Sie sind auf Seite 1von 5

Jayson Patrick C.

Isagon BSA 2-1

Exercise 1.1

I. True of False Questions

_ False 1. A statistic is a characteristic of a population.
_ False 2. A parameter is a characteristic of a sample.
_ False 3. The subject of statistics can be broadly divided into two areas: descriptive research and
inferential statistics.
_ False 4. A sample is the set of all possible data values for a given subject under consideration.
_ True 5. Inferential statistics involves making predictions or decisions about a sample from a population
of values.
_ True 6. Probability is the foundations of statistics.
_ True 7. Pure random sampling is sometimes called lottery method.
_ True 8. Statistics plays an important role in business forecasting and opening new business.
_ False 9. Sampling does not allow the study of large heterogeneous group.
_ False 10. The research problem must be chosen by anybody even if they are not involved in the
_ True 11. Questions should call for one answer only.
_ True 12. In quota sampling, a specified number of subjects are considered in the sample.
_ False 13. Census survey considers only a part of the whole population (subject of the study) under
consideration in the study.
_ False 14. The interview method is the most convenient and cheapest way of collecting data.
_ True 15. Probability sampling is a type of sampling techniques which is a proportion of the population
and uses a system in selecting the sample.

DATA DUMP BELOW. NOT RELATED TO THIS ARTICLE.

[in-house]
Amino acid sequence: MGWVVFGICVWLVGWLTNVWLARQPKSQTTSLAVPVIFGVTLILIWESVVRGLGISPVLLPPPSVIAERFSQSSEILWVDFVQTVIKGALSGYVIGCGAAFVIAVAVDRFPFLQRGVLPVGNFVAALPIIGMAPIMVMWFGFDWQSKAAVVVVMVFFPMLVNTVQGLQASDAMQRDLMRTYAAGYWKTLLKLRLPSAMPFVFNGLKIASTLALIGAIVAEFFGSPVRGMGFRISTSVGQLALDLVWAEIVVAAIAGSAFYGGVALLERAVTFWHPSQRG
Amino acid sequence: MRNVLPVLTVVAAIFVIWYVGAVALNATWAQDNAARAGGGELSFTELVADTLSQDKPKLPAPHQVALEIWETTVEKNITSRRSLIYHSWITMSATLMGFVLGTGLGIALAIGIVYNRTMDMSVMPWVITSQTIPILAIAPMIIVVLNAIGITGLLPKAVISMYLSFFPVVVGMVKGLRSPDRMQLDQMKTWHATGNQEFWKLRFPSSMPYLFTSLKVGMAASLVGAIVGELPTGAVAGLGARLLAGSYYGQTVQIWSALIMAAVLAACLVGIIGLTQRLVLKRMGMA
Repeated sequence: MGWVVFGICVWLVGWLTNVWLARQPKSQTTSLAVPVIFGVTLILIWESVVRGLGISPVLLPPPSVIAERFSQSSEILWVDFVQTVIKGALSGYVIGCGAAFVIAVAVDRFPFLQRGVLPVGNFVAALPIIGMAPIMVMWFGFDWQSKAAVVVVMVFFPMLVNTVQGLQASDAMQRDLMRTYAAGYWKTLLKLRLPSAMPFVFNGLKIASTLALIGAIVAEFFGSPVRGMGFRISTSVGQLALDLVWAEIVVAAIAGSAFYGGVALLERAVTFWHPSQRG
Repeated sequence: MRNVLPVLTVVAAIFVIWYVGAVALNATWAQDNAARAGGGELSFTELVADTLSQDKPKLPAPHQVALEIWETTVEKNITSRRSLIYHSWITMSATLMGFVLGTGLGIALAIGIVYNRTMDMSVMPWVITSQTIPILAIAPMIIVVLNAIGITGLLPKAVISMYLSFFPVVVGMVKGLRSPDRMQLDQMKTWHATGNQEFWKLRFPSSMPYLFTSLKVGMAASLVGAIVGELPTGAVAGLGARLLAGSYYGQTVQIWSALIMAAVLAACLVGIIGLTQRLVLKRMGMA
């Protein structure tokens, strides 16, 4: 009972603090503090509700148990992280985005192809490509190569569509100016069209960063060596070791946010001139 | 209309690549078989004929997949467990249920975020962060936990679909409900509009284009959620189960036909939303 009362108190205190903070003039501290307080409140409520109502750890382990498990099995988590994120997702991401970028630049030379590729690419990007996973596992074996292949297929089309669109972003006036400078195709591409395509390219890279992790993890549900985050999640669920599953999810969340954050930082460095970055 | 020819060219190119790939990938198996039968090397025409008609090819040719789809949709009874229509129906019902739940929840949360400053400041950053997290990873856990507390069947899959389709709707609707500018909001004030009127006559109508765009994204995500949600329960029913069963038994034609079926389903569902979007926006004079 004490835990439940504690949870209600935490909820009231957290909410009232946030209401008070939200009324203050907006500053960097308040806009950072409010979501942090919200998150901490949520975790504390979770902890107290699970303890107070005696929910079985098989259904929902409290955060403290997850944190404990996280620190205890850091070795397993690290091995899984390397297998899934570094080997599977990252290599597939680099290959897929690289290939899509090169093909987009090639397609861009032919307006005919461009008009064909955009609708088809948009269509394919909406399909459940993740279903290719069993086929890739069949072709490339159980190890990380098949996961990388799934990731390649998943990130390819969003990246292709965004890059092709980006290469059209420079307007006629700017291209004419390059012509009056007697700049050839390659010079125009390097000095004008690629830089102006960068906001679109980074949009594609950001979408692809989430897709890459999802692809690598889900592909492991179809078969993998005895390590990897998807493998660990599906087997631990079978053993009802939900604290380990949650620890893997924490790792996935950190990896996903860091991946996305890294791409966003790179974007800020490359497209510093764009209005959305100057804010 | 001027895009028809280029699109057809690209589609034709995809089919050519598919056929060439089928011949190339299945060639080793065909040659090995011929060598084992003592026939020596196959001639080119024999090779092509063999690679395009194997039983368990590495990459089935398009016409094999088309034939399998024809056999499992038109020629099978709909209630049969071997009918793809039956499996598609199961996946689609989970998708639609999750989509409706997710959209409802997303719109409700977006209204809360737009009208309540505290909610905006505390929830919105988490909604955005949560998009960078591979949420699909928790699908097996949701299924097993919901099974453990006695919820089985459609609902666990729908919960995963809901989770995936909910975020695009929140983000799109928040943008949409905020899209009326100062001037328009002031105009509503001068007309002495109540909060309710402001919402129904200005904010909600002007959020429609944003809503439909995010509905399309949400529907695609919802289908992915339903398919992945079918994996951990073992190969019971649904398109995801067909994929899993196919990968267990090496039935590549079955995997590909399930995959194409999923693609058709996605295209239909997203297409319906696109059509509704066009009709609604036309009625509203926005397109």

II. Indicate whether each of the following statements is a descriptive or inferential statistics.
Descriptive Statistics 1. Last school year, the ages of students at PUP Laboratory Science High School are 12
to 18 years old.
Inferential Statistics 2. Based on the survey conducted by the National Statistics Office, it is estimated that
37% of unemployed people are women.
Inferential Statistics 3. A survey says that 1 out of 50 Filipinos is a member of a fitness center.
Inferential Statistics 4. Cigarettes were associated with a 32% of the 4,900 civilian fire deaths in 2005.
Descriptive Statistics 5. A recent study showed that eating garlic can lower blood pressure.
III. Indicate which of the following examples refers to population or sample.
___ Sample_____ 1. a group of 45 students selected to test a new teaching technique
___Population___ 2. total machines produced by a factory in three weeks
___ Sample_____ 3. the yearly expenditures on food for 15 families
___Population___ 4. the ages of employees of all companies in Northern Luzon
___Population___ 5. the number of subscribers of telephone companies

IV. Classify each variable as quantitative or qualitative.

__Quantitative__ 1. the height of giraffe living in South Africa
_ _Qualitative __ 2. the religious affiliation of the people in the Philippines
_ _Qualitative __ 3. favorite song
__Quantitative__ 4. the daily intake of chocolates
_ _Qualitative _ 5. sex
__Quantitative__ 6. the days absent from school
_ _Qualitative _ 7. marital status
__Quantitative__ 8. the number of cars owned
_ _Qualitative __ 9. the monthly water bills
__Quantitative__ 10. the number of students who failed

V. Classify each as nominal, ordinal, interval or ratio-level data.

Nominal Level 1. Your personality type (introvert, shy, friendly, or assertive)
Ratio Level 2. The amount of mortgage on your house
Ordinal Level 3. A rating, on a scale of 1-10, on your job performance
Nominal Level 4. The manufacturing order of a group of computers
Interval Level 5. One person is 25 miles ahead of another in a race and 30 miles behind a third person

VI. Enumeration
A. Give the preliminary steps in making a statistical study/research (1-6)
1. Define the problem
2. Determine the population/subject of the study.
3. Devise the set of questions
4. Determine the sampling design
5. Prepare a manual of instructions
6. Organize and train personnel
B. Methods of Collecting Data (7-9)
7. Direct or Interview Method
8. Indirect or Questionnaire Method
9. Registration Method

C. Types of Probability Sampling Techniques (10-13)